Parents case study…Should you continue with potty training even if there are lots of accidents?

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We received the following question about what to do if your child continues to have lots of accidents, and how to decide if you should go back into nappies…

 

My daughter is 2yrs 2mths old and we started potty training 16 days ago on 4th July 2018. In that time we’ve had more accidents than successes but we have had successes. We tell Annabelle that if she wees on the potty she can have a chocolate button and a Night Garden sticker. She understands but we’re still having a lot of accidents. Today (20th July) she did two wees and one poo (rabbit droppings) on the potty but then two wees and a poo accident too. My question is should I continue with the potty training as the accidents don’t bother me, I just tell her that we need to do it on the potty next time, or do you think she’s not ready yet? I’ve spoken to several friends, all with differing opinions. Some say she’s not ready and to go back to nappies then try again in a month or so, others say to continue with what we’re doing as we don’t want to undo the progress we’ve made so far and Annabelle will get it soon, it’ll just click. Also I’ve noticed Annabelle’s behaviour has changed recently and can’t help but think it may be linked to the potty training, she’s being so naughty recently and I think she may be frustrated. There’s no change in her home life at all. Thanks in advance x

 

How to Potty Train’s response

 

Hi Jessica, thanks for contacting us the first thing we would recommend is that you check out our signs of readiness to see if other signs are present. Her age is a big clue that she is ready and the fact that she is happy to use the potty and understands what is expected suggests that she is able to potty train. The one piece of the jigsaw that she may not be getting is the signs from her body that she needs a wee. It’s very hard to teach this and she can only really learn through trial and error.

 

There are a couple of things you can do to help her. Firstly, ensure that she is well hydrated as that helps makes the signals stronger. A Dry Like Me pad in her pants may help as it will capture some of the mess and also helps strengthen the bladder and brain connection because it initially feels wet and also bulks up to send a clear sign to the child that they have had an accident.

 

Her behaviour may be due to the frustration and energy it is taking to learn this new skill, or it could just been her age. Some children get very stressed during potty training, so continue with your positive attitude and rewarding her for the parts of the process she is mastering. I’m sure she will get there, and putting her back in nappies for a while does not guarantee it will be any easier or quicker to potty train in future. Good luck. x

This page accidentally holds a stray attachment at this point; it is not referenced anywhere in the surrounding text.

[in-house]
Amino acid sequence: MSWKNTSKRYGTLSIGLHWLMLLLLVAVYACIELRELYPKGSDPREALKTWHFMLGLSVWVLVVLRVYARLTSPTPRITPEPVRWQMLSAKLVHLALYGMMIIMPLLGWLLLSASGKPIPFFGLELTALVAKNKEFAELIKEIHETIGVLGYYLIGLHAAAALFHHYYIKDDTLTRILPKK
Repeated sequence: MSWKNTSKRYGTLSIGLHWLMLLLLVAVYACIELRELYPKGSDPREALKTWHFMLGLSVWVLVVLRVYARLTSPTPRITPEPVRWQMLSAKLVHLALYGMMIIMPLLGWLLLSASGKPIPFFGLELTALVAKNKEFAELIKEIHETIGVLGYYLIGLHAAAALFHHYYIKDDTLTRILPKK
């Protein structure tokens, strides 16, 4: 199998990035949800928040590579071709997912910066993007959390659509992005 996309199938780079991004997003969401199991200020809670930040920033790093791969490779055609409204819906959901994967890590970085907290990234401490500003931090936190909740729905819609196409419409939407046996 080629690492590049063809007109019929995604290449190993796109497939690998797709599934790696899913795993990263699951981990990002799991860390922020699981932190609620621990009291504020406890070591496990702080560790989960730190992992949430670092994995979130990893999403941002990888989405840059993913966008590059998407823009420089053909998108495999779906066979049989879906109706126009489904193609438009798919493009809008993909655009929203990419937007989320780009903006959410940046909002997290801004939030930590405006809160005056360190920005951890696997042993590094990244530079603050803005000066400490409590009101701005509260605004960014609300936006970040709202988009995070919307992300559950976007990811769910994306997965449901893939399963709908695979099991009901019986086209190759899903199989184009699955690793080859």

ERIC’s response

 

Accidents are all part of the potty training learning process – it’s a skill which can take children a while to achieve. Some pick up what they’re being asked to do faster than others. One of the keys to knowing if they are ready or not is whether than can hold their wee for between 1.5 and 2 hours and are doing a daily soft poo.

 

Lots of wee and poo accidents can also be a sign that a child has become constipated, as can passing ‘rabbit dropping’ poo or leaking runny poo.

 

If a child is struggling with a poo problem it can make potty training extra challenging for them as they might not be getting a reliable poo signal. Their bladder may also not be able to hold as much as it should because their full bowel is bumping into it and they get little warning a wee is coming.  It can also have a big effect on a child’s behaviour making them feel grumpy and out of sorts.

 

Take a look at ERIC’s Guide to Children’s Bowel Problems for more info on the signs of constipation and how it should be treated and ask your GP to check her for underlying constipation.

 

If constipation is an issue it may be easier for you and her to go back to nappies for a few weeks and have a break. Try to avoid chopping and changing between nappy and pants however as this can be confusing. You can still work together on positive things like making sure she is drinking well (6-8 cups of water based fluid is best each day) and getting her involved at nappy changing time with tipping poo in the loo for example. It’s more motivating for children to praise and reward the effort they are making and achievable tasks like these rather than just success.

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